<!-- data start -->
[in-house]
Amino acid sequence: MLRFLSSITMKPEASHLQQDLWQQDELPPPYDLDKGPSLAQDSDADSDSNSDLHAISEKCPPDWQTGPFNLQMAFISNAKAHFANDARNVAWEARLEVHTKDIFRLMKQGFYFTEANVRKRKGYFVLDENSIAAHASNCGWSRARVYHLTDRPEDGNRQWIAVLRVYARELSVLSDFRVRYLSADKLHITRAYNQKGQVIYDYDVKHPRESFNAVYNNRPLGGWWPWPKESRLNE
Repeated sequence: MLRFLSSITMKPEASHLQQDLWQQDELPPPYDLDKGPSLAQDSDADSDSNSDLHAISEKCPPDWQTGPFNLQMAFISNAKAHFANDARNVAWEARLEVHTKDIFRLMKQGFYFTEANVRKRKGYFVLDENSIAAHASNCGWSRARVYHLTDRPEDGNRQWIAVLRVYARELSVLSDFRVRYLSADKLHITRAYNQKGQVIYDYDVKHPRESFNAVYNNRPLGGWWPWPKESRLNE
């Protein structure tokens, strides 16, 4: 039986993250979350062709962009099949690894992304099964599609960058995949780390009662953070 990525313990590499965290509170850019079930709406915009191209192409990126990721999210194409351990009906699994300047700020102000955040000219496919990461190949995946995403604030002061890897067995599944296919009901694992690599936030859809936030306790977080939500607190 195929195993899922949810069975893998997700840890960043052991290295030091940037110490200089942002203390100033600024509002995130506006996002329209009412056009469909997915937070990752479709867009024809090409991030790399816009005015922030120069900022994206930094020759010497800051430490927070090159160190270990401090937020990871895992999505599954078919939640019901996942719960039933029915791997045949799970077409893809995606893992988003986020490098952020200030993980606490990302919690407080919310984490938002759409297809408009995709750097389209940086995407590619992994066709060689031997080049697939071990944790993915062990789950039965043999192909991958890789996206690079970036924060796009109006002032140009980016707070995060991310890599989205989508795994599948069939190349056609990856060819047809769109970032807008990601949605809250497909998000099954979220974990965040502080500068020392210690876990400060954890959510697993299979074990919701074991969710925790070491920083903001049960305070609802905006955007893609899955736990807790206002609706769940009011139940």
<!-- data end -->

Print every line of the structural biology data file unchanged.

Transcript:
[in-house]
Amino acid sequence: MLRFLSSITMKPEASHLQQDLWQQDELPPPYDLDKGPSLAQDSDADSDSNSDLHAISEKCPPDWQTGPFNLQMAFISNAKAHFANDARNVAWEARLEVHTKDIFRLMKQGFYFTEANVRKRKGYFVLDENSIAAHASNCGWSRARVYHLTDRPEDGNRQWIAVLRVYARELSVLSDFRVRYLSADKLHITRAYNQKGQVIYDYDVKHPRESFNAVYNNRPLGGWWPWPKESRLNE
Repeated sequence: MLRFLSSITMKPEASHLQQDLWQQDELPPPYDLDKGPSLAQDSDADSDSNSDLHAISEKCPPDWQTGPFNLQMAFISNAKAHFANDARNVAWEARLEVHTKDIFRLMKQGFYFTEANVRKRKGYFVLDENSIAAHASNCGWSRARVYHLTDRPEDGNRQWIAVLRVYARELSVLSDFRVRYLSADKLHITRAYNQKGQVIYDYDVKHPRESFNAVYNNRPLGGWWPWPKESRLNE
């Protein structure tokens, strides 16, 4: 039986993250979350062709962009099949690894992304099964599609960058995949780390009662953070 990525313990590499965290509170850019079930709406915009191209192409990126990721999210194409351990009906699994300047700020102000955040000219496919990461190949995946995403604030002061890897067995599944296919009901694992690599936030859809936030306790977080939500607190 195929195993899922949810069975893998997700840890960043052991290295030091940037110490200089942002203390100033600024509002995130506006996002329209009412056009469909997915937070990752479709867009024809090409991030790399816009005015922030120069900022994206930094020759010497800051430490927070090159160190270990401090937020990871895992999505599954078919939640019901996942719960039933029915791997045949799970077409893809995606893992988003986020490098952020200030993980606490990302919690407080919310984490938002759409297809408009995709750097389209940086995407590619992994066709060689031997080049697939071990944790993915062990789950039965043999192909991958890789996206690079970036924060796009109006002032140009980016707070995060991310890599989205989508795994599948069939190349056609990856060819047809769109970032807008990601949605809250497909998000099954979220974990965040502080500068020392210690876990400060954890959510697993299979074990919701074991969710925790070491920083903001049960305070609802905006955007893609899955736990807790206002609706769940009011139940």